The Sanctity of the Queue

The simpleton that I (probably) am, I’m particularly particular about observing the rules of the queue; that –

1. First come first served
2. Each person has to wait in accordance to his distance from “window”, hence no breaking the queue.

Given the population in India, and the USSR-inspired partly communist way of functioning of governments in India for decades, the queue is an everyday reality, and more importantly, a part of government psychie. I’ve had to stand in line to – buy concert tickets, book and cancel railway tickets, submit exam forms, get information from the inquiry counter, meet the branch manager of the local MTNL exchange, get forms signed/attested/verified… there’s really no escaping it. I tend to play truant when in line, and often am the first to someone to get in line. Usually, support from the rest of those queued up follows a little later.

This may sound chauvinistic and politically incorrect, but I think women are among the worst offenders: they set up a ‘Ladies line’ where none exists, and often with a smile and some sweet talk, get ahead in line. Of course, they’ve got every right to take advantage of whatever’s left of chivalry in society. T, in Pune, was particularly adept at submitting forms in spite of long queues, often submitting four or five forms in a single go. Possibly the only places where such a problem doesn’t occur is in girls college (Aishwarya?).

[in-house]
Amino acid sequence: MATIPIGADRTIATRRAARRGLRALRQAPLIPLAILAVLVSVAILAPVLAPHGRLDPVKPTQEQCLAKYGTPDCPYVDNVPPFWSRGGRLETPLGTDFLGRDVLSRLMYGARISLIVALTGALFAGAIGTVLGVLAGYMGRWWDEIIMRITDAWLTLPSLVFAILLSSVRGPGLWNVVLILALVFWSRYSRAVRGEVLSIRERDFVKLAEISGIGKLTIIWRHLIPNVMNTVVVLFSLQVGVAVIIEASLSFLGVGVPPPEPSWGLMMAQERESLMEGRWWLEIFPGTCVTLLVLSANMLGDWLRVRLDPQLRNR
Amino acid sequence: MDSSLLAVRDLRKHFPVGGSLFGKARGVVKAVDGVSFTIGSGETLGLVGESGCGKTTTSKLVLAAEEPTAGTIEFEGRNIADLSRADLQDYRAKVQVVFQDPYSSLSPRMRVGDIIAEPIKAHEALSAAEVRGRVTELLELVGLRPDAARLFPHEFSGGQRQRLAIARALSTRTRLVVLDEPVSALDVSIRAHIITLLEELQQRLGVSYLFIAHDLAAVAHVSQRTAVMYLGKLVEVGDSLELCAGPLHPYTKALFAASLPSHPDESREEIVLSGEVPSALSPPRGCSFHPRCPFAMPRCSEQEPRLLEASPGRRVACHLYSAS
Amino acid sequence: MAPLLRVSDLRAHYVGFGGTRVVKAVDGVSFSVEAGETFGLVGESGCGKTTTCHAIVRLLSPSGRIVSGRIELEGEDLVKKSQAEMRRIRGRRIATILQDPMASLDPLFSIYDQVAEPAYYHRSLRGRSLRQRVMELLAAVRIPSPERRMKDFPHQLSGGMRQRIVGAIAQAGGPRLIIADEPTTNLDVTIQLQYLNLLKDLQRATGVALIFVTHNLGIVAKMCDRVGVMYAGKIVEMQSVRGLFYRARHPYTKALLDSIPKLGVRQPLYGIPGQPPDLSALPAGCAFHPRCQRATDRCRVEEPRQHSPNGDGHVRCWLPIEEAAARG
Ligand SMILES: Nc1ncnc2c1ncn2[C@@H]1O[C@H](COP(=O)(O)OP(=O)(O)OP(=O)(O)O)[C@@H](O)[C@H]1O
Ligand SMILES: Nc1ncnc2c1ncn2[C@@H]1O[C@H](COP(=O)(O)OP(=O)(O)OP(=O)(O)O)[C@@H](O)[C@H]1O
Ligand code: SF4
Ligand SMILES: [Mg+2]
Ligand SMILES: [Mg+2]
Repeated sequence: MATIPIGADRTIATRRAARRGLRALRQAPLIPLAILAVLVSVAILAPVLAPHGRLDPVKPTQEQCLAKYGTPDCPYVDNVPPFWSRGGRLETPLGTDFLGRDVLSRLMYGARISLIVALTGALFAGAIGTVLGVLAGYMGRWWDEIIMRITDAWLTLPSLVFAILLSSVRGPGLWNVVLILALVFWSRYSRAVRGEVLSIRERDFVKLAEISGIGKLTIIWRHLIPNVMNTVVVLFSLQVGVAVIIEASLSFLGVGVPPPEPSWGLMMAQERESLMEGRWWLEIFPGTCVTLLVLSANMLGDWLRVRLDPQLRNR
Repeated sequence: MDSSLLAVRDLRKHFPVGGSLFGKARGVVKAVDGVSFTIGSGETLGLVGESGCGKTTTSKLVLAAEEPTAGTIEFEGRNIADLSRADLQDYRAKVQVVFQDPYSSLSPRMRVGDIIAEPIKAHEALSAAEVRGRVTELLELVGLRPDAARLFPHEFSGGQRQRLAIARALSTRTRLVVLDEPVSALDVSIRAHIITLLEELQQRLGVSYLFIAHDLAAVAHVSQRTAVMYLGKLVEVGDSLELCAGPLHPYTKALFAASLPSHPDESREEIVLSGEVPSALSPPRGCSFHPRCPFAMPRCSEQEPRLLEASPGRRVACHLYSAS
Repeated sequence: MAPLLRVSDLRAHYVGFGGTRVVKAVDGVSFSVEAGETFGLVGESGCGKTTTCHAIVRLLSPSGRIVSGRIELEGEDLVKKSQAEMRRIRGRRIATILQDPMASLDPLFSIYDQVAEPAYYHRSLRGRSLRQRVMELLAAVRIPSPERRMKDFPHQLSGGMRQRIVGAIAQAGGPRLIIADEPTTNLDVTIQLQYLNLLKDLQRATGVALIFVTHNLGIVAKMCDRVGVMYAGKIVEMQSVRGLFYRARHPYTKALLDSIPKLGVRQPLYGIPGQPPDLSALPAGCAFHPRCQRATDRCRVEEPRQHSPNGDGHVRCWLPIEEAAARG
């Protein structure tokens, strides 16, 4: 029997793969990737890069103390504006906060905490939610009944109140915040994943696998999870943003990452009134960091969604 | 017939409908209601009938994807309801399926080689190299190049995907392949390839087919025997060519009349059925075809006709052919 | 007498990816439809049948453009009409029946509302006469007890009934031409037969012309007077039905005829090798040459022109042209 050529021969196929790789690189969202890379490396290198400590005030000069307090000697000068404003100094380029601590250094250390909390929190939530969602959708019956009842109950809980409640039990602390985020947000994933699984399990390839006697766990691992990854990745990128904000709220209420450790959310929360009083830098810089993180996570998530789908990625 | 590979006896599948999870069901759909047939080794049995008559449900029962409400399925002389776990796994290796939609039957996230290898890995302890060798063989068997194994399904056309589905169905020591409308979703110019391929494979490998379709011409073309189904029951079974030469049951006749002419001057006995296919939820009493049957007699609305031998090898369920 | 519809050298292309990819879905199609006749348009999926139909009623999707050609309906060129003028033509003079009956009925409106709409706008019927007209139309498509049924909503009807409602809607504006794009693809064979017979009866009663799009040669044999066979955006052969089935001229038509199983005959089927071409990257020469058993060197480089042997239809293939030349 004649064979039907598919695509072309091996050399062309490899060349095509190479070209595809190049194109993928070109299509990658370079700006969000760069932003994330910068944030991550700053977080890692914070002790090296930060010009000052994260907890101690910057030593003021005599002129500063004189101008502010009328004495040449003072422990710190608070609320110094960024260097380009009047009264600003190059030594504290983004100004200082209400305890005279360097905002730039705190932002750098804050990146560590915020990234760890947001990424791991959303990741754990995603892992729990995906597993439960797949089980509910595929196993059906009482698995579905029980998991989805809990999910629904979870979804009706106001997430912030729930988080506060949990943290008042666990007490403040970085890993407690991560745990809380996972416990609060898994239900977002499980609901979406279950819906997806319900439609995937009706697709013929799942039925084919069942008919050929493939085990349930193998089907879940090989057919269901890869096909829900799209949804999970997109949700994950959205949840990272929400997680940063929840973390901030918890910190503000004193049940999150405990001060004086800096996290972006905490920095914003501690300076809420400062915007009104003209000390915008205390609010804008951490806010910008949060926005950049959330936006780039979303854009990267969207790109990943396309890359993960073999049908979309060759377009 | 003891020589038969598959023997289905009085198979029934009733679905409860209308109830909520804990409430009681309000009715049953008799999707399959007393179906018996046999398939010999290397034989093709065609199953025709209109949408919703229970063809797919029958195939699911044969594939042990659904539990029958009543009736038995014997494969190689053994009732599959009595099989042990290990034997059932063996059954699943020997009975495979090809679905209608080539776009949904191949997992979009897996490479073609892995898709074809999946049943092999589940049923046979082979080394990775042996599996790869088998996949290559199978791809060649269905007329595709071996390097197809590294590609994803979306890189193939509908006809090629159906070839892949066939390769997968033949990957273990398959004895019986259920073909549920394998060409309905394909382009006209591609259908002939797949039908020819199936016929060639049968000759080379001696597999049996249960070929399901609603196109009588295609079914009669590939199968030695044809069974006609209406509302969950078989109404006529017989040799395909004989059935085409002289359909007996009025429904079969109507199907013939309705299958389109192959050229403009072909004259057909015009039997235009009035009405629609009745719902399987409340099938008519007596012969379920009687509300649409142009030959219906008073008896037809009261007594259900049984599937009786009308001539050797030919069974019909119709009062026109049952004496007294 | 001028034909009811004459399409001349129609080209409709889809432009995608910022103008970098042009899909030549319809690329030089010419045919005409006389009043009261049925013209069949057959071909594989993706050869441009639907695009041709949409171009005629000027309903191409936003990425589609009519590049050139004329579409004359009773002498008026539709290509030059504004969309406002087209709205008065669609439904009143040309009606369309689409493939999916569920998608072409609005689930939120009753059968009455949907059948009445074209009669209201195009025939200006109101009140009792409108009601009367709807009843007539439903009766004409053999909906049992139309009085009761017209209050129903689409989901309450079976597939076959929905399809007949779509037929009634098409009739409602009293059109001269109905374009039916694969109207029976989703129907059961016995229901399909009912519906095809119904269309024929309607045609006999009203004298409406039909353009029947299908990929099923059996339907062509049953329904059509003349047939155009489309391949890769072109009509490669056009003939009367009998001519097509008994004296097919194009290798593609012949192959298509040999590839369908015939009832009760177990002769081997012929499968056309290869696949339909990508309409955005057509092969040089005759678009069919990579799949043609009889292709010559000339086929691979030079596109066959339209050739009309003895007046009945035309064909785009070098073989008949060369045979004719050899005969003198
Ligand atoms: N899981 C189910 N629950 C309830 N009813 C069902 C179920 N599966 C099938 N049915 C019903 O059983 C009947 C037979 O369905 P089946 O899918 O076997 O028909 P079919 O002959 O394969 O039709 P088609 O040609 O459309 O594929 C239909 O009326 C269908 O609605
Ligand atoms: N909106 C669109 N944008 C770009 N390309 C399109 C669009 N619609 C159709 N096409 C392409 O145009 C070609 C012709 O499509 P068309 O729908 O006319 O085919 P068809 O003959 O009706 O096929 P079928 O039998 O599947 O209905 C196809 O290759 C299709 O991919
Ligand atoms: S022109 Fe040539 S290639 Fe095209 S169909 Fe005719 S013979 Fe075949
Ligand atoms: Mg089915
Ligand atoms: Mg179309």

The point of this post? Well, the good people at Harvard Business School conducted a survey on The Cost of Cutting in Line, which is quite interesting. Professor Felix Oberholzer-Gee decided to pay people to allow him to cut in ahead of them. Some of his observations were rather surprising, but I guess that depends on which part of the world you’re from; I won’t break the suspense so go read it.

I believe that having to stand in line is a complete waste of productive time, and the system needs to be reworked and made more efficient to reduce these delays. Networking and automation has already saved us a lot of trouble, but there’s still a lot left to do. It’s a remarkably anti-consumer funda – that instead of having the seller waiting on the consumer, the consumer is being made to wait for the seller.

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